Like us on Facebook and follow us on Twitter.

Arts and Entertainment

Get local stories you won't find anywhere else right to your inbox.
Sign up here

Just Posted

Workers at Kitimat General Hospital were presented with a large variety of food packages in appreciation of the last year of dealing with the COVID-19 pandemic. The donations came via local Epicurean representative Kerri Weightman who collected money for the purchases. (Jacob Lubberts photo)
Hospital workers receive food donation

Workers at Kitimat General Hospital were presented with a large variety of… Continue reading

(Phil McLachlan/Capital News)
Murder charge laid in February 2020 stabbing death of Smithers man

Michael Egenolf is charged with the second-degree murder of Brodie Cumiskey

Island Health chief medical officer Dr. Richard Stanwick receives a first dose of Pfizer vaccine, Dec. 22, 2020. (B.C. government)
COVID-19: B.C. seniors aged 90+ can start to sign up for vaccination on March 8

Long-term care residents protected by shots already given

A health care worker prepares to test a Coastal GasLink field worker for COVID-19. (Coastal GasLink photo)
Coastal GasLink begins COVID screening of pipeline workers

Construction is once again ramping up following Northern Health approval of COVID management plan

FILE – A COVID-19 vaccine being prepared. (Olivia Sullivan/Sound Publishing)
B.C. seniors 80 years and older to get COVID vaccine details over next 2 weeks: Henry

Province is expanding vaccine workforce as officials ramp up age-based rollout

B.C. Health Minister Adrian Dix and provincial health officer Dr. Bonnie Henry head for the B.C. legislature press theatre to give a daily update on the COVID-19 pandemic, April 6, 2020. (B.C. government)
B.C. nears 300,000 COVID-19 vaccinations, essential workers next

564 new cases, four deaths, no new outbreaks Thursday

Walter Gretzky father of hockey hall-of-famer Wayne Gretzky waves to fans as the Buffalo Sabres play against the Toronto Maple Leafs during third period NHL hockey action in Toronto on Tuesday, Jan. 17, 2017. THE CANADIAN PRESS/Nathan Denette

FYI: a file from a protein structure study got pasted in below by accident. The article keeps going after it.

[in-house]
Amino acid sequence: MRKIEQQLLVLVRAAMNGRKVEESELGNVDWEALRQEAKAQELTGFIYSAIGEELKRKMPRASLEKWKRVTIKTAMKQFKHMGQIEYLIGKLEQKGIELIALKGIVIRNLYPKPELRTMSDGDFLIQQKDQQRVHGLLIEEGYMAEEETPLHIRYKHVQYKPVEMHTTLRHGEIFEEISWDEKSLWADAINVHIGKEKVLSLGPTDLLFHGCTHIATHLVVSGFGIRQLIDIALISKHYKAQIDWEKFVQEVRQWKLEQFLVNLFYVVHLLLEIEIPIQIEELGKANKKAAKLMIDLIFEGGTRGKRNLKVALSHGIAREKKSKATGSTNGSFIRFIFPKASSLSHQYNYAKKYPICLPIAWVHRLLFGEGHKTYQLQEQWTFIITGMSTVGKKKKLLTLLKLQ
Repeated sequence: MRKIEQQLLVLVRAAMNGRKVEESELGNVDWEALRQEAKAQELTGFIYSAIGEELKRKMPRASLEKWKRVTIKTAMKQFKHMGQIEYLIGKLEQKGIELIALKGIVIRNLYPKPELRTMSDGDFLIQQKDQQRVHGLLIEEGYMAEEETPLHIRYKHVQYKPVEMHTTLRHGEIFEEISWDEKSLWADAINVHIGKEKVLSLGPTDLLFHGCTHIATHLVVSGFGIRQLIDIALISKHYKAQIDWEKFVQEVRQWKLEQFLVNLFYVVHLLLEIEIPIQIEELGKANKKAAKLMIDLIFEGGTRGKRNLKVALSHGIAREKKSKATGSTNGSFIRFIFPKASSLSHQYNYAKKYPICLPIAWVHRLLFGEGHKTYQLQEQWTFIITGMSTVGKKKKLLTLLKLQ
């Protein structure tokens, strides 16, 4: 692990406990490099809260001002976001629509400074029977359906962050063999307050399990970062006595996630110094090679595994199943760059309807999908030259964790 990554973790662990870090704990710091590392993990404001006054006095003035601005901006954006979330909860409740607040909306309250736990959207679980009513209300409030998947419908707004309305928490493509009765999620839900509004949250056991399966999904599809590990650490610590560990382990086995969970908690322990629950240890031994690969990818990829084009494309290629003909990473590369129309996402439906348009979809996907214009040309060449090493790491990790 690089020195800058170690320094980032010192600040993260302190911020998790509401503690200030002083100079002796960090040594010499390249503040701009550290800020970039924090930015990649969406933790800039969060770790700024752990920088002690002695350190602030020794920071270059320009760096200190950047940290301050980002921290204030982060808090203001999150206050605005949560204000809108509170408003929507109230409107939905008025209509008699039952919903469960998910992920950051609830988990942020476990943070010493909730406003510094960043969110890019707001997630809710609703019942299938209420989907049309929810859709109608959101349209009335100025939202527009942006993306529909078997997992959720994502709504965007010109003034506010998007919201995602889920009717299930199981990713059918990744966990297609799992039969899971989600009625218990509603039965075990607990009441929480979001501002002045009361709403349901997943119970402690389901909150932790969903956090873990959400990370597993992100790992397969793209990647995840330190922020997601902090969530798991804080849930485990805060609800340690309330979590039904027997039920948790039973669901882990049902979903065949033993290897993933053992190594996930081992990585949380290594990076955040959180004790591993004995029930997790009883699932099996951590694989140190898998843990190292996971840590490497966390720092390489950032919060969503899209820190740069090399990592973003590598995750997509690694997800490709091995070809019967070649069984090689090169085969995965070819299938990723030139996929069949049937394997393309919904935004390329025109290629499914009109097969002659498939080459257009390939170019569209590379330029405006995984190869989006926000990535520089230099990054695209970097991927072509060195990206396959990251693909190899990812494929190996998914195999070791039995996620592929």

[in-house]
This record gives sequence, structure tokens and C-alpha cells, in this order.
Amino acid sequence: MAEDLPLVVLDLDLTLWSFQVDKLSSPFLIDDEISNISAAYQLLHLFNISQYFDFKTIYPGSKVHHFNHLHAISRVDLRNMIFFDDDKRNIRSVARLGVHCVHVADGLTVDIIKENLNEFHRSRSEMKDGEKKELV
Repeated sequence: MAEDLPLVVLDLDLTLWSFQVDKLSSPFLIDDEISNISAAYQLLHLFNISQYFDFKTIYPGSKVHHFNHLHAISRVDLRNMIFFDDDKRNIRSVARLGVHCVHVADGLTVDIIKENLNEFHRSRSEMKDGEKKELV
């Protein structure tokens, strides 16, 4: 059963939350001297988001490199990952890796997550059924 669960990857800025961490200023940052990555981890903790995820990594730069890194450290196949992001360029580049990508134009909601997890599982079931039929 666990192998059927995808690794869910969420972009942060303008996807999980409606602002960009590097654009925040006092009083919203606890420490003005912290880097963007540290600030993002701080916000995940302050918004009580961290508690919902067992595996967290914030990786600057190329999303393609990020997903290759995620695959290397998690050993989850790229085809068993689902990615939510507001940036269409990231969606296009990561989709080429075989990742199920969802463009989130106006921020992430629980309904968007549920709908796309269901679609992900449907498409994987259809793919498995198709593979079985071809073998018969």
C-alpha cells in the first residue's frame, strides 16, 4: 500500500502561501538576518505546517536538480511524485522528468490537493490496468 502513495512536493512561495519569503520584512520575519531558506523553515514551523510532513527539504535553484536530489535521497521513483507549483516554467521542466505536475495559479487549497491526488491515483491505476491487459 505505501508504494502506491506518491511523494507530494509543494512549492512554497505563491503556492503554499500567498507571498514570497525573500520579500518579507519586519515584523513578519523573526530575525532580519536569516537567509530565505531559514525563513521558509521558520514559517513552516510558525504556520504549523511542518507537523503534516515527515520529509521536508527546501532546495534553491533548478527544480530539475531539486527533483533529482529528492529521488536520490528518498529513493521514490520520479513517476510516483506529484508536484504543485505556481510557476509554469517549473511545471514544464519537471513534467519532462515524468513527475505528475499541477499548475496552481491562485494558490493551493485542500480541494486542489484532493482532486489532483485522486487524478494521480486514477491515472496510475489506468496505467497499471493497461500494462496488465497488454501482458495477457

Walter Gretzky, father of the Great One, dies at 82

Canada’s hockey dad had battled Parkinson’s disease and other health issues

Municipal Affairs Minister Josie Osborne speaks in the B.C. legislature, March 4, 2021. (Hansard TV)
B.C. Liberals, NDP sing in harmony on local election reforms

Bill regulates paid canvassers, allows people in condo buildings

(National Emergency Management Agency)
No tsunami risk to B.C. from powerful New Zealand earthquake: officials

An 8.1 magnitude earthquake shook the north of New Zealand Thursday morning

(AP Photo/Richard Vogel, File)
Pandemic stress, isolation key factors as to why Canadians turned to cannabis, alcohol

Study found that isolation played key role in Canadians’ substance use

Grand Forks’ Gary Smith stands in front of his Church of the Flying Spaghetti Monster float. Photo: Submitted
Grand Forks’ Flying Spaghetti Monster leader still boiling over driver’s licence photo

Gary Smith, head of the Church of the Flying Spaghetti Monster of B.C., said he has since spoken to lawyers

A Cowichan Valley mom is wondering why masks haven’t been mandated for elementary schools. (Metro Creative photo)
B.C. mom frustrated by lack of mask mandate for elementary students

“Do we want to wait until we end up like Fraser Health?”

(Pxhere)
B.C. research reveals how pandemic has changed attitudes towards sex, health services

CDC survey shows that 35 per cent of people were worried about being judged

Most Read